Comprehensive Tax Reform Program: What You Need to Know as an Expat
The Philippines Comprehensive Tax Reform Program tagged “The Tax Reform for Acceleration and Inclusion (TRAIN)” is the brainchild of President Duterte’s Administration aimed at creating a tax system that is fair, simple, and efficient for everyone, including expatriates living in the country.
As an expat, you are required to pay taxes if Philippines is the source of your income (s), whether you are a resident or non-resident in the country. If you are currently a non-resident, you can avoid paying double taxation by finding out if your country is one of the 39 countries that has a Tax Treaty Relief Application (TTRA) with the Philippines.
Elements of the Comprehensive Tax Reform Program
Pay attention to the following essential elements of the Philippines Comprehensive Tax Reform Program (TRAIN) as it affects your circumstances in the country. TRAIN is expected to be implemented from January 1st, 2018:
- Personal income tax (PIT): The primary goal of this tax reform is to lower taxes for most of the people working in the country. If you are earning the minimum wage and your annual taxable income is less than P250,000, you are exempted from paying PIT. Most of the taxpayers who are not considered rich will see their tax rates range from 15% to 30% by 2023, far lower than the previous rate of 35%. The taxpayers in this bracket will see their PIT reduced to 25% in 2018 and down to 20% after 5 years. But those with annual taxable income that exceeds P8 million will see their taxes increase from the current 32% to 35%. Husbands and wives that are both working have the benefits of claiming tax exemptions up to P90,000, and the P90,000 from the 13th month’s pay/salary and bonuses will be tax-free. However, Self-employed and Professionals (SEPs) with gross sales under the current VAT threshold will be expected to pay 8% flat tax instead of Income and Percentage Tax. But those with earnings higher than the current VAT threshold will have to comply with PIT.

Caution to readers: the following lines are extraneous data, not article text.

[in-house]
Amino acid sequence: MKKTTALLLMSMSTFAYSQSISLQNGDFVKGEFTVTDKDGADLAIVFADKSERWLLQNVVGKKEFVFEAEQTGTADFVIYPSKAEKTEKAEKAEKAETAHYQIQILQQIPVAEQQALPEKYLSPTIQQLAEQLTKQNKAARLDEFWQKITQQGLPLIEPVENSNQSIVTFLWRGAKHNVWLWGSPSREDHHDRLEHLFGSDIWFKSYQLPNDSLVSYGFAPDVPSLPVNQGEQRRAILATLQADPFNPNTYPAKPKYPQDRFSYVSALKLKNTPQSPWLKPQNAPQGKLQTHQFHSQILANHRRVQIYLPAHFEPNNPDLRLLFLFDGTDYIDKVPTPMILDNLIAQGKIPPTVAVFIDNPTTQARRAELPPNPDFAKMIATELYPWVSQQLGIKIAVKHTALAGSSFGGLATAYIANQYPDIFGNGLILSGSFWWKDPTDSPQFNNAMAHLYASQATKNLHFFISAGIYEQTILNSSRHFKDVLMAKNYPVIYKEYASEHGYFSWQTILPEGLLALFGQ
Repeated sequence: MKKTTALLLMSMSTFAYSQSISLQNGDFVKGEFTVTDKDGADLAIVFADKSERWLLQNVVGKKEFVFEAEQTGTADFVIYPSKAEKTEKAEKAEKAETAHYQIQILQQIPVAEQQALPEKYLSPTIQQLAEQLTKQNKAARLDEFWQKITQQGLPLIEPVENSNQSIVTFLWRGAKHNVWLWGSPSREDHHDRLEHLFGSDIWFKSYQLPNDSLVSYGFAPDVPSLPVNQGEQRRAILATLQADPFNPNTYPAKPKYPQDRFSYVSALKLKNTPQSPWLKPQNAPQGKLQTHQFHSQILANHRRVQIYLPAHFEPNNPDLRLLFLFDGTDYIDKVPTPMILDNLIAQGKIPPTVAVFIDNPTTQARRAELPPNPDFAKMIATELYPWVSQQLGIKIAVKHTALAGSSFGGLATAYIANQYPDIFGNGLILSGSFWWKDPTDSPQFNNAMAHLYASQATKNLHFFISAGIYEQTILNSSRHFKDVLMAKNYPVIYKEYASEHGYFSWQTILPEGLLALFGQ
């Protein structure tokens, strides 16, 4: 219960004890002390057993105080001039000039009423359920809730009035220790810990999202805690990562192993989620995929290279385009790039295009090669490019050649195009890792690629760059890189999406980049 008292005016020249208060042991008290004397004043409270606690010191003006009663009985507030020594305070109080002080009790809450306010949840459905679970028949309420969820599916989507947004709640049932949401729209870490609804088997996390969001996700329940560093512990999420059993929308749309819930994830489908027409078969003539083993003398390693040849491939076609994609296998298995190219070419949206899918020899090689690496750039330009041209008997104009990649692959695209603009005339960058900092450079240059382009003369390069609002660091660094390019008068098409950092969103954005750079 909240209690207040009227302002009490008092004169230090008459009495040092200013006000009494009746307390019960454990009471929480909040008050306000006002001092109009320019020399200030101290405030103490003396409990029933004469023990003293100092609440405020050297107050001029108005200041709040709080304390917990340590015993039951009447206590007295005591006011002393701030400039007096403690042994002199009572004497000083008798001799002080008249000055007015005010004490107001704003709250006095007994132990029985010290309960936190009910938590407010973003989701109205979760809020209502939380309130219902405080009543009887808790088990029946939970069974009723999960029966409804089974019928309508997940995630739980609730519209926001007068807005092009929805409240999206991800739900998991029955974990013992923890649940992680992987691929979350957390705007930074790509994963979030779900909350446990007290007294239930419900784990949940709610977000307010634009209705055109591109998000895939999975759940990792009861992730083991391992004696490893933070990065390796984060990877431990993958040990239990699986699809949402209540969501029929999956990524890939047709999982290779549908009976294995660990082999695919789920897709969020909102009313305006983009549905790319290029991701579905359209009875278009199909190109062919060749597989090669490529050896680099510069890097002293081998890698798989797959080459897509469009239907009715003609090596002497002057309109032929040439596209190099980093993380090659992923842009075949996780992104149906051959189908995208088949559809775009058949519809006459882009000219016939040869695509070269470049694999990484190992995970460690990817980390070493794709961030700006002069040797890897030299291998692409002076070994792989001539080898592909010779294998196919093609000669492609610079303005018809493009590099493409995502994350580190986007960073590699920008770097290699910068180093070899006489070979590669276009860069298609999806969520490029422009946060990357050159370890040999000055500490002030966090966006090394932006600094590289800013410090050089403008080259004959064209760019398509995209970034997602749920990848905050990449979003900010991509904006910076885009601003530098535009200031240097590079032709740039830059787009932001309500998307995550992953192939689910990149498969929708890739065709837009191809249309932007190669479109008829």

- Estate and Donor’s Tax: Estate tax is a single rate of 6% estimated according to the estate’s net value, with a standard deduction of P5 million and exemption for the first P10 million for the family home. And yearly donations, gifts, or presents that totaled more than P250,000 attract a flat tax rate of 6% on the net donations, irrespective of the relationships between the donors and the beneficiaries.
- Value-Added Tax (VAT): You need to have an idea about VAT if you are a small business owner in the Philippines. The VAT threshold has been increased from P1.9 million to P3 million, meaning if your earnings fall below P1.9 million, you are not required to pay a VAT. However, the VAT has been divided into 3 different categories: First, Follow PTI scheduled with 40% Optional Standard Deductions or gross sales plus 3% percentage tax; second, PTI schedule with itemized deductions plus 3% percentage tax; or finally, flat 8% tax on gross sales or gross revenues in place of percentage tax and personal income tax.
- Car taxes: If you are going to be using a car in the Philippines, tabulated below are the different car tax rates based on the cost of your car.
|Car price||Tax`||Average effective tax|
|P600,000 and below||4%||3%|
|P600,000 to P1,000,000||10%||8%|
|P1,000,000 to P4,000,000||20%||15%|
|P4,000,000 and above||50%||30%|
- Tax for sugar-sweetened beverages: An excise rate of P3 is imposed on drinks containing caloric or non-caloric sweeteners; P12 tax rate is put on drinks containing high fructose corn syrup.
Late tax payment may result in being slammed with a surcharge, interest, or a compromise has to be reached to settle the backlog of (owned) taxes.
This tax rate is currently put in place by the incumbent Administration of President Duterte, and there may be changes in the future if other person assumes the position of Presidency.